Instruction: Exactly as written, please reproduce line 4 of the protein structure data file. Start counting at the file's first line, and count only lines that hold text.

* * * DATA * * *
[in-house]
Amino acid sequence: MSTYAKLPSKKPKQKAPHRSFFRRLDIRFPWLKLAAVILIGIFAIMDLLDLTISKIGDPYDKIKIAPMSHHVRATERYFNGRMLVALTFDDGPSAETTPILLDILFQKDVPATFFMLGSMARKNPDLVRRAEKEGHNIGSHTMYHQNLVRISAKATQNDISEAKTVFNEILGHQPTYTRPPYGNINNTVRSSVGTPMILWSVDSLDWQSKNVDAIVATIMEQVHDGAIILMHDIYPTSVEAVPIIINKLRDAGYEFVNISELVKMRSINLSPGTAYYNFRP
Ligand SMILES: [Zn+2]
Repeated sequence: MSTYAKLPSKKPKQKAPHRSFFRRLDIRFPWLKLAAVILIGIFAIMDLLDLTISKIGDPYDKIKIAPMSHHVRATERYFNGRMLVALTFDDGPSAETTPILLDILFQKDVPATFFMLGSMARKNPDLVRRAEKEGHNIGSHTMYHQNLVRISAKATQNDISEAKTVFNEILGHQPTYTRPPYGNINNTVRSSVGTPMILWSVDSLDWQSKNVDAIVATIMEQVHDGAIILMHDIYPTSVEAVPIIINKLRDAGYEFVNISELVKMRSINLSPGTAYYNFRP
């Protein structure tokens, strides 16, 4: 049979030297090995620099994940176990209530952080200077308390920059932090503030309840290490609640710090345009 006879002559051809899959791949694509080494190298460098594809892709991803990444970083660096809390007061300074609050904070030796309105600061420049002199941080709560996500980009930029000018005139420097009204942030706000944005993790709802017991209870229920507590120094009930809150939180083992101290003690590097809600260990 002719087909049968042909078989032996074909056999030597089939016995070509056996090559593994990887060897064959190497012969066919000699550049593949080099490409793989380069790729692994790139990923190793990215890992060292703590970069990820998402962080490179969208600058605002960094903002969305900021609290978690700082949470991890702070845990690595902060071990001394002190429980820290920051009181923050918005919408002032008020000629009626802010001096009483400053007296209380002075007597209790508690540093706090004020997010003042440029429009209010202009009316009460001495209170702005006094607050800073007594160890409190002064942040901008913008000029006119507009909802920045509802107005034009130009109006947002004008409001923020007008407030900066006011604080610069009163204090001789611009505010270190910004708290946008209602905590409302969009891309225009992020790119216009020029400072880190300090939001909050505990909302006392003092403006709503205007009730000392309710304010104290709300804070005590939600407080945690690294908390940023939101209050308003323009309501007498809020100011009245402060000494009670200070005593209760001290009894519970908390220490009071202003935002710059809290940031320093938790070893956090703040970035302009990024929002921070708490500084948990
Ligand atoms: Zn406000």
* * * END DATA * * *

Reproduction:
Repeated sequence: MSTYAKLPSKKPKQKAPHRSFFRRLDIRFPWLKLAAVILIGIFAIMDLLDLTISKIGDPYDKIKIAPMSHHVRATERYFNGRMLVALTFDDGPSAETTPILLDILFQKDVPATFFMLGSMARKNPDLVRRAEKEGHNIGSHTMYHQNLVRISAKATQNDISEAKTVFNEILGHQPTYTRPPYGNINNTVRSSVGTPMILWSVDSLDWQSKNVDAIVATIMEQVHDGAIILMHDIYPTSVEAVPIIINKLRDAGYEFVNISELVKMRSINLSPGTAYYNFRP